Car parking’s influence on cycling
From the 1950s onwards, an increasing number of Dutch people own cars. Travel by car, coined as the ‘means of transport of the future’ gave freedom to drivers. But the narrow streets of Amsterdam soon became overcrowded by cars. Several attempts to improve this were fruitless. Cars continued to occupy a large part of the city space especially in the form of parking. Only since paid parking was turned into a local tax the city can actually manage car parking. Find out how fiscal parking improved the mobility of the city. And how the car parking policy helped Amsterdam turn into a bike city again.
As a result of the massive motorisation since the 1950s, Amsterdam became increasingly crowded with cars. In addition to cars of Amsterdammers, everyday thousands of commuters and visitors travelled to the city by car. Parked cars filled up the streets, sidewalks and bike lanes. Even the most beautiful squares and canals in the city were turned into parking lots.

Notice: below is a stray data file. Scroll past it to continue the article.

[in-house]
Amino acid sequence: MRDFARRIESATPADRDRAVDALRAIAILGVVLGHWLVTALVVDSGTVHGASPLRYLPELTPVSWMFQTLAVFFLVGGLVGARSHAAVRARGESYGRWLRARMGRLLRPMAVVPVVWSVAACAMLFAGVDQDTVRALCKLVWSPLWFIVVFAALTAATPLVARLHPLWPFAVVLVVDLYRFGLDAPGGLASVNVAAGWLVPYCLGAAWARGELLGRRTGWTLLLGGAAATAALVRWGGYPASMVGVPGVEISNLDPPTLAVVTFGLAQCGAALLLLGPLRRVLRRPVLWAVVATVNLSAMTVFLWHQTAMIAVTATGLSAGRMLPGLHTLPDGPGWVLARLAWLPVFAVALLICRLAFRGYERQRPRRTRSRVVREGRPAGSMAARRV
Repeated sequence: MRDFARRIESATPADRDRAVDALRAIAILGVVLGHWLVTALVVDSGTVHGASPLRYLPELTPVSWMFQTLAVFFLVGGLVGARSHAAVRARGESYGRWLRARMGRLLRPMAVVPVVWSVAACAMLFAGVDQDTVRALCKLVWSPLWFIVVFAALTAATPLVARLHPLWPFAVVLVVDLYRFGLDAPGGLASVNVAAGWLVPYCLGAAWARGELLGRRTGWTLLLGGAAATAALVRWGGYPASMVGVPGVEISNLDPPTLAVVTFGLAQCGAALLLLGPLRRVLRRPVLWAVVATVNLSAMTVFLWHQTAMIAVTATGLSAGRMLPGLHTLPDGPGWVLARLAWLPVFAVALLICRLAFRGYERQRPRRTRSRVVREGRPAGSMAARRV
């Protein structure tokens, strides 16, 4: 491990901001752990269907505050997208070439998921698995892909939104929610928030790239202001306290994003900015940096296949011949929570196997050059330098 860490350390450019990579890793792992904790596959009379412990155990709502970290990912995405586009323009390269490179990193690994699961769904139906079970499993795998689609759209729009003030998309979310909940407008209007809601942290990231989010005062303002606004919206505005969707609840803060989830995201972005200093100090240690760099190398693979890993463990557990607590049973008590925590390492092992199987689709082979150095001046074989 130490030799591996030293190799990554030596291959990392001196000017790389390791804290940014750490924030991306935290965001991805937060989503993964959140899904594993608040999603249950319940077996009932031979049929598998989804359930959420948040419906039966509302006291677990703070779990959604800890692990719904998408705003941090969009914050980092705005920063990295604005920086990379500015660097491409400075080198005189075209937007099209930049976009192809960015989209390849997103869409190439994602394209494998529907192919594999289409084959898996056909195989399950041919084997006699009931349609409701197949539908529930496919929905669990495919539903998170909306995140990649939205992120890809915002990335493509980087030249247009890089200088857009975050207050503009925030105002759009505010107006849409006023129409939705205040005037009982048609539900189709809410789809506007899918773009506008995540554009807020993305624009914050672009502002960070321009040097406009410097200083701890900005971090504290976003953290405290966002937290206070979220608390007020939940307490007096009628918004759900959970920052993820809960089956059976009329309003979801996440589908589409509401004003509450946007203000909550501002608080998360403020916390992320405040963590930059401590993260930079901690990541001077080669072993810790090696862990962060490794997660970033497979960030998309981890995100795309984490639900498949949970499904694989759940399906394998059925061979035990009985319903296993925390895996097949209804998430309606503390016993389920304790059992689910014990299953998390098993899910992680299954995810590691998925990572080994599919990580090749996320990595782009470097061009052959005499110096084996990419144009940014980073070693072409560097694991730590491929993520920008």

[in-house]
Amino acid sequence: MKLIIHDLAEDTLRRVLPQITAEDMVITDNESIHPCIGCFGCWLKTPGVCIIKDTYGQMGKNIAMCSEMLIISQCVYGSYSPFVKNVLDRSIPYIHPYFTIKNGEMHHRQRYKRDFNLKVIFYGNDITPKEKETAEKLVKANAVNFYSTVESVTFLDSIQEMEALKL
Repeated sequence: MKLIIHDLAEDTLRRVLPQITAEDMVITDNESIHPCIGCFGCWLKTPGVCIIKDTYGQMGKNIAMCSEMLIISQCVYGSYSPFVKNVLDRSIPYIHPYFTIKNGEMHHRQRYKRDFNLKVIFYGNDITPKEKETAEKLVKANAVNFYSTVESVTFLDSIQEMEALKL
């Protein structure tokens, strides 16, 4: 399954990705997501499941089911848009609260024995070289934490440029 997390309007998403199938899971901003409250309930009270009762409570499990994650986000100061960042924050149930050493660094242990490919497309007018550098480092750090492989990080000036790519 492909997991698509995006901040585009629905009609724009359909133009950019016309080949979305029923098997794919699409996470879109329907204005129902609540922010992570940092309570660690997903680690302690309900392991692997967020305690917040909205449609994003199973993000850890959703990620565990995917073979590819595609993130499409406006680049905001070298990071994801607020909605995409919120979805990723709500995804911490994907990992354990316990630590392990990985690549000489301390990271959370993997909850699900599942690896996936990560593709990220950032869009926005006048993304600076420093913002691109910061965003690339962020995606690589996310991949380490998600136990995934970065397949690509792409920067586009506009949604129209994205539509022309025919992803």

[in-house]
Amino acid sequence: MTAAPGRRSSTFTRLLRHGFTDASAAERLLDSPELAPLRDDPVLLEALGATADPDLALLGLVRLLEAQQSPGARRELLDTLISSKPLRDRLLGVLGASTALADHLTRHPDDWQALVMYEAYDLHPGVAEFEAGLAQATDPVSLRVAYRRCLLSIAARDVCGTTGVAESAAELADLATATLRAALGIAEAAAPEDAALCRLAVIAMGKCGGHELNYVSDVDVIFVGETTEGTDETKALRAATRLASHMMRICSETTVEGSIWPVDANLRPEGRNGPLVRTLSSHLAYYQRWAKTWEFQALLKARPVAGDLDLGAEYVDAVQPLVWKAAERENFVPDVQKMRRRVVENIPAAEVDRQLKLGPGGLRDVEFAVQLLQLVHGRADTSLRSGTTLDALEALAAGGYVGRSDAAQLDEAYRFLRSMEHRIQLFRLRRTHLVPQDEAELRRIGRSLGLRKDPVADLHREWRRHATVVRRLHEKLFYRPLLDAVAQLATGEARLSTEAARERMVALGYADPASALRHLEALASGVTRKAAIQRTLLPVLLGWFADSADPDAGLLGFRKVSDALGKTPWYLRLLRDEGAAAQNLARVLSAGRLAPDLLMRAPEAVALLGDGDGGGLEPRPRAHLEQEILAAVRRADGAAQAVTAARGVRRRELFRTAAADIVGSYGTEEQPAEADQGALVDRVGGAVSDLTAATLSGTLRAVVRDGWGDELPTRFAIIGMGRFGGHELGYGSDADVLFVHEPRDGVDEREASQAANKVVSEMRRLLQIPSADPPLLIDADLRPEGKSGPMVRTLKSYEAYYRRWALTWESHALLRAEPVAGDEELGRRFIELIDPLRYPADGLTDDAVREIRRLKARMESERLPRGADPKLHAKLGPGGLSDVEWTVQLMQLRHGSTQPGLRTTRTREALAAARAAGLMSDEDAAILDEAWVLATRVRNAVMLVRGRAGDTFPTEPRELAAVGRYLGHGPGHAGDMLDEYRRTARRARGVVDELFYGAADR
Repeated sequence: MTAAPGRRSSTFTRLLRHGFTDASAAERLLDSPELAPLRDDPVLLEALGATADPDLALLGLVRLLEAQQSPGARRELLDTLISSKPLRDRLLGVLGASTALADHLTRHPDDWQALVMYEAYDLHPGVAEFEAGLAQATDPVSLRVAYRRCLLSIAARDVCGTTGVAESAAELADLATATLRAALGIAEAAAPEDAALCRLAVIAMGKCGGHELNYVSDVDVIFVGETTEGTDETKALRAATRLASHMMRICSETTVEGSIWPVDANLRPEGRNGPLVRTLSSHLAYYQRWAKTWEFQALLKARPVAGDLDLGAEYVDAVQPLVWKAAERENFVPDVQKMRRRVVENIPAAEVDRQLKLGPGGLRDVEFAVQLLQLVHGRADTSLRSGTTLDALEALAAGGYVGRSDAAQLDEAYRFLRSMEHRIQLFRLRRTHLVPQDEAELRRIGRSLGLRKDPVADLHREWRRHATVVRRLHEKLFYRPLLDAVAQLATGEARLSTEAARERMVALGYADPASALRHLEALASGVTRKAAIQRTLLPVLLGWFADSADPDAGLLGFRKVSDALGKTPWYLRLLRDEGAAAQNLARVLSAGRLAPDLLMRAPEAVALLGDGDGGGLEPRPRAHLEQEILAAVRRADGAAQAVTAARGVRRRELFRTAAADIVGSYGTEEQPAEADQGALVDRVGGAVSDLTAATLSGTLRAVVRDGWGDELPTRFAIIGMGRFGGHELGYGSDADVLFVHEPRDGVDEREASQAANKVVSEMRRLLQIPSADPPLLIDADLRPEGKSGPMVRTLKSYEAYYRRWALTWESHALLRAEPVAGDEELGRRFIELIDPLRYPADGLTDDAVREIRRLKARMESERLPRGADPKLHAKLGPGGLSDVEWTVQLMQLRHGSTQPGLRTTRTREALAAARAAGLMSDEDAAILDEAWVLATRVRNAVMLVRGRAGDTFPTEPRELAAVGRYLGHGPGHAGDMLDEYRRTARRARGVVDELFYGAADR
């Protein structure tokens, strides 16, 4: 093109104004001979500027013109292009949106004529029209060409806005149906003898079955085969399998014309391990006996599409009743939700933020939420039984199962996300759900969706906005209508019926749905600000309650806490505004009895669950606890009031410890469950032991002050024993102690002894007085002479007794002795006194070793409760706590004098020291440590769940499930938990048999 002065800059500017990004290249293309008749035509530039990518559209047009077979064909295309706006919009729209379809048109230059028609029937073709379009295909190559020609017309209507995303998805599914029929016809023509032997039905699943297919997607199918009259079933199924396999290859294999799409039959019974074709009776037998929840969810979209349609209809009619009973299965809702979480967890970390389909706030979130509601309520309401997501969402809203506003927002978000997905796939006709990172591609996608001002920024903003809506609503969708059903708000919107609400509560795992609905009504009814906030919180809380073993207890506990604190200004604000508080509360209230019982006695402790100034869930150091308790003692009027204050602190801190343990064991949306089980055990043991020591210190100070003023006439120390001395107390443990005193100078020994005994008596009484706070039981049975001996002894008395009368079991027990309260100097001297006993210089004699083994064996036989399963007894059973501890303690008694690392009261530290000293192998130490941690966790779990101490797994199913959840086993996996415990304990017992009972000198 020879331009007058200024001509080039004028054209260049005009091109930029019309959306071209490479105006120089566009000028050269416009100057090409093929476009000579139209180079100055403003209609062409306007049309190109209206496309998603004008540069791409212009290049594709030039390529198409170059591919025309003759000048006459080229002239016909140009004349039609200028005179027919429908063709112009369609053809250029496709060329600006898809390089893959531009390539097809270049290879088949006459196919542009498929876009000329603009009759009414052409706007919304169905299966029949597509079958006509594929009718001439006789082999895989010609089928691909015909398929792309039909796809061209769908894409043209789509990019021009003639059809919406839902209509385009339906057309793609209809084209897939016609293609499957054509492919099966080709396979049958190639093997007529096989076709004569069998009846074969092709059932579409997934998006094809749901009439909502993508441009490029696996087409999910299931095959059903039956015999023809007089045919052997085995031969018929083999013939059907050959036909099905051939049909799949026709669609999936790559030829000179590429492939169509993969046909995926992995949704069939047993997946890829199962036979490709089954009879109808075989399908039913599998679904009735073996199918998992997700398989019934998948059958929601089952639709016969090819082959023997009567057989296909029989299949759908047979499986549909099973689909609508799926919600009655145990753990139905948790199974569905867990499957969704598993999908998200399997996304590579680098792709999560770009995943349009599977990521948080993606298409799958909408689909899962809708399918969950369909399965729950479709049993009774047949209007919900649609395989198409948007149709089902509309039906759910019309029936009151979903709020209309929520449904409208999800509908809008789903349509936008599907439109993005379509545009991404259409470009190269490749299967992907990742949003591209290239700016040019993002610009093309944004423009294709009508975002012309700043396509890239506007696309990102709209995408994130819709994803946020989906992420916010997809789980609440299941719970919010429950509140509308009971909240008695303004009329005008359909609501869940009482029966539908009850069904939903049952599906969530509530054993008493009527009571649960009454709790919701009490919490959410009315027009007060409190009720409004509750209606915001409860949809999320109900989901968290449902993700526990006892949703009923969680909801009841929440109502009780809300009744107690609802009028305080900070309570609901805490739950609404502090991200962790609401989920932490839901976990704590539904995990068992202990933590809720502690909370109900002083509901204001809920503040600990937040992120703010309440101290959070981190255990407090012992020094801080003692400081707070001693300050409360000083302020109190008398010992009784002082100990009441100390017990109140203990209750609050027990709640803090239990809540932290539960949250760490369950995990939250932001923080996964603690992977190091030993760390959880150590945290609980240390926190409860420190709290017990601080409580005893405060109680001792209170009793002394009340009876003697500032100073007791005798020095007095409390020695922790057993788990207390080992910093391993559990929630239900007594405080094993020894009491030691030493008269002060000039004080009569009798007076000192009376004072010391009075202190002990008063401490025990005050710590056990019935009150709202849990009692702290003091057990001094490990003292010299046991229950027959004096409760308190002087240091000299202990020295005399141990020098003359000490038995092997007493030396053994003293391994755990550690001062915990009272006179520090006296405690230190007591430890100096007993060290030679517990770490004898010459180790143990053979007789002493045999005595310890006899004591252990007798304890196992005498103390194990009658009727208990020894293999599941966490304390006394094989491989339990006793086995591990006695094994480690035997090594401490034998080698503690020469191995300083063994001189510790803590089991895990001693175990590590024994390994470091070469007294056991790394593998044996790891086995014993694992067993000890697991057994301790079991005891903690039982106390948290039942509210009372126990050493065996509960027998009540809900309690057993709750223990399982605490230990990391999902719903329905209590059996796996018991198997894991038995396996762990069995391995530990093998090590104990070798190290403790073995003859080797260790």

Parked cars were taking up space and hindering pedestrians and cyclists severely. Sometimes even the fire brigade and ambulance were blocked by parked cars. To deal with these problems, police commissioner Kaasjager outlined what was needed to provide sufficient space for all the cars. The commissioner’s solutions included filling in canals (highlighted red in the picture below) and demolishing houses (highlighted black). This provocative proposal sparked a storm of protests. Perhaps, that was exactly what Kaasjager intended.